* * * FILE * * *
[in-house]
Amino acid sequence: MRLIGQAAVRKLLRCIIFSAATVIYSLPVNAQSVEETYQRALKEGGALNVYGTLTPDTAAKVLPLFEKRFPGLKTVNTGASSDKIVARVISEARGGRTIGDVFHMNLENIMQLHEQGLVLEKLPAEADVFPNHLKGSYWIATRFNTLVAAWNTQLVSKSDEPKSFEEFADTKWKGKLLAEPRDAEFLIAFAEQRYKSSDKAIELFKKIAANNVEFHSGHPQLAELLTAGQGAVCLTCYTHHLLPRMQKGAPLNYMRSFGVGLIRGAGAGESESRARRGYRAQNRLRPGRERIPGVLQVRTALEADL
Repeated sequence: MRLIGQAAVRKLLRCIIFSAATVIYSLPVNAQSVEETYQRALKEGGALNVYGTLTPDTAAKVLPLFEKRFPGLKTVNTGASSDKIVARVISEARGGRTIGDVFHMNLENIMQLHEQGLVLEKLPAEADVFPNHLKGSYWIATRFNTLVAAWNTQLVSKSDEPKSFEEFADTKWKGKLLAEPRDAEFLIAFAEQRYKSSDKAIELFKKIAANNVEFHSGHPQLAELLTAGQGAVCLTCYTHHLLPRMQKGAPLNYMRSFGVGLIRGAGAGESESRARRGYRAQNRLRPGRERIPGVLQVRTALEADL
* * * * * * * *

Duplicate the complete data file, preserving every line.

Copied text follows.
[in-house]
Amino acid sequence: MRLIGQAAVRKLLRCIIFSAATVIYSLPVNAQSVEETYQRALKEGGALNVYGTLTPDTAAKVLPLFEKRFPGLKTVNTGASSDKIVARVISEARGGRTIGDVFHMNLENIMQLHEQGLVLEKLPAEADVFPNHLKGSYWIATRFNTLVAAWNTQLVSKSDEPKSFEEFADTKWKGKLLAEPRDAEFLIAFAEQRYKSSDKAIELFKKIAANNVEFHSGHPQLAELLTAGQGAVCLTCYTHHLLPRMQKGAPLNYMRSFGVGLIRGAGAGESESRARRGYRAQNRLRPGRERIPGVLQVRTALEADL
Repeated sequence: MRLIGQAAVRKLLRCIIFSAATVIYSLPVNAQSVEETYQRALKEGGALNVYGTLTPDTAAKVLPLFEKRFPGLKTVNTGASSDKIVARVISEARGGRTIGDVFHMNLENIMQLHEQGLVLEKLPAEADVFPNHLKGSYWIATRFNTLVAAWNTQLVSKSDEPKSFEEFADTKWKGKLLAEPRDAEFLIAFAEQRYKSSDKAIELFKKIAANNVEFHSGHPQLAELLTAGQGAVCLTCYTHHLLPRMQKGAPLNYMRSFGVGLIRGAGAGESESRARRGYRAQNRLRPGRERIPGVLQVRTALEADL